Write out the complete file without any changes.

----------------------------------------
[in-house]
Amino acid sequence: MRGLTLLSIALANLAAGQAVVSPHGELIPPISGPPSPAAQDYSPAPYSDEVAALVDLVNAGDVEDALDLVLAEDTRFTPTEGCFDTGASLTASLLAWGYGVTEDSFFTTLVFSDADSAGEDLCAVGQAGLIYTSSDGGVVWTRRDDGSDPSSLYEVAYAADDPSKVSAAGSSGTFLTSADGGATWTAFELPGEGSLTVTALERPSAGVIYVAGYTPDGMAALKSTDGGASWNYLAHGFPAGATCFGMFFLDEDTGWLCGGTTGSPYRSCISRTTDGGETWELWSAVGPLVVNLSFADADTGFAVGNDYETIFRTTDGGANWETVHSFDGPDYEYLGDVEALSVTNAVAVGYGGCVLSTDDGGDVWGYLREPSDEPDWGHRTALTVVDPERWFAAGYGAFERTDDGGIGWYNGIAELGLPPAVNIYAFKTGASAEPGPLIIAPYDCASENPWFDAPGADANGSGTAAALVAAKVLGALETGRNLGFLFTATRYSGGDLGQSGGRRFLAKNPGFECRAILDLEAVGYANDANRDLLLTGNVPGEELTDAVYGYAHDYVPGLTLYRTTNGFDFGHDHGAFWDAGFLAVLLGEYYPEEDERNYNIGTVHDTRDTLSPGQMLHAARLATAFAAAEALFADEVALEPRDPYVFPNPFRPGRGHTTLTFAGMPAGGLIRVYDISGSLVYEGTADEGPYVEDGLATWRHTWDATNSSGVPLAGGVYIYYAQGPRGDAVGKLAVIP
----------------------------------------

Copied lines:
[in-house]
Amino acid sequence: MRGLTLLSIALANLAAGQAVVSPHGELIPPISGPPSPAAQDYSPAPYSDEVAALVDLVNAGDVEDALDLVLAEDTRFTPTEGCFDTGASLTASLLAWGYGVTEDSFFTTLVFSDADSAGEDLCAVGQAGLIYTSSDGGVVWTRRDDGSDPSSLYEVAYAADDPSKVSAAGSSGTFLTSADGGATWTAFELPGEGSLTVTALERPSAGVIYVAGYTPDGMAALKSTDGGASWNYLAHGFPAGATCFGMFFLDEDTGWLCGGTTGSPYRSCISRTTDGGETWELWSAVGPLVVNLSFADADTGFAVGNDYETIFRTTDGGANWETVHSFDGPDYEYLGDVEALSVTNAVAVGYGGCVLSTDDGGDVWGYLREPSDEPDWGHRTALTVVDPERWFAAGYGAFERTDDGGIGWYNGIAELGLPPAVNIYAFKTGASAEPGPLIIAPYDCASENPWFDAPGADANGSGTAAALVAAKVLGALETGRNLGFLFTATRYSGGDLGQSGGRRFLAKNPGFECRAILDLEAVGYANDANRDLLLTGNVPGEELTDAVYGYAHDYVPGLTLYRTTNGFDFGHDHGAFWDAGFLAVLLGEYYPEEDERNYNIGTVHDTRDTLSPGQMLHAARLATAFAAAEALFADEVALEPRDPYVFPNPFRPGRGHTTLTFAGMPAGGLIRVYDISGSLVYEGTADEGPYVEDGLATWRHTWDATNSSGVPLAGGVYIYYAQGPRGDAVGKLAVIP